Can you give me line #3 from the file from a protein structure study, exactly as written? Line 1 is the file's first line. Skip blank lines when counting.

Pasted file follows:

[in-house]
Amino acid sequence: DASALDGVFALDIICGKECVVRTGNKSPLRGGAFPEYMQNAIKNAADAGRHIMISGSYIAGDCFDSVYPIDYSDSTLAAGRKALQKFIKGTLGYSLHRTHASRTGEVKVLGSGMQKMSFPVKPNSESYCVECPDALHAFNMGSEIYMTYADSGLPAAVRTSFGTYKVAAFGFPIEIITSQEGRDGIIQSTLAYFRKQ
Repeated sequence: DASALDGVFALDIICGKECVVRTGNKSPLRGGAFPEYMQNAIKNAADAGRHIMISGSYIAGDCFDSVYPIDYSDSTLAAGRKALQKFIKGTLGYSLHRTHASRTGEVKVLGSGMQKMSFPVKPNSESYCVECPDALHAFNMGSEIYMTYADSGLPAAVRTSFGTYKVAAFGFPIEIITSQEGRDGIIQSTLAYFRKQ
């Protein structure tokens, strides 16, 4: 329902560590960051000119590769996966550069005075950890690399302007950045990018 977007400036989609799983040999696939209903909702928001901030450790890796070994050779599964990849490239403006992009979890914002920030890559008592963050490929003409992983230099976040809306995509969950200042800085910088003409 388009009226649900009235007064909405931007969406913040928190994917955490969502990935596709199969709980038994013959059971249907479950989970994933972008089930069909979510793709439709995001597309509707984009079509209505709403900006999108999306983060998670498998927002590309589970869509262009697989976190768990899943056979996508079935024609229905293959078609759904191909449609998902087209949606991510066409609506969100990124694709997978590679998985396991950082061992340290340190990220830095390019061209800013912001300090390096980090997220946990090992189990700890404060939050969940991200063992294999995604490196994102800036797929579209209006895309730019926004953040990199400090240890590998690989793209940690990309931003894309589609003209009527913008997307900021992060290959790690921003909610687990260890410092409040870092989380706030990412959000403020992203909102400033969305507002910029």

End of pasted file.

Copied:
Repeated sequence: DASALDGVFALDIICGKECVVRTGNKSPLRGGAFPEYMQNAIKNAADAGRHIMISGSYIAGDCFDSVYPIDYSDSTLAAGRKALQKFIKGTLGYSLHRTHASRTGEVKVLGSGMQKMSFPVKPNSESYCVECPDALHAFNMGSEIYMTYADSGLPAAVRTSFGTYKVAAFGFPIEIITSQEGRDGIIQSTLAYFRKQ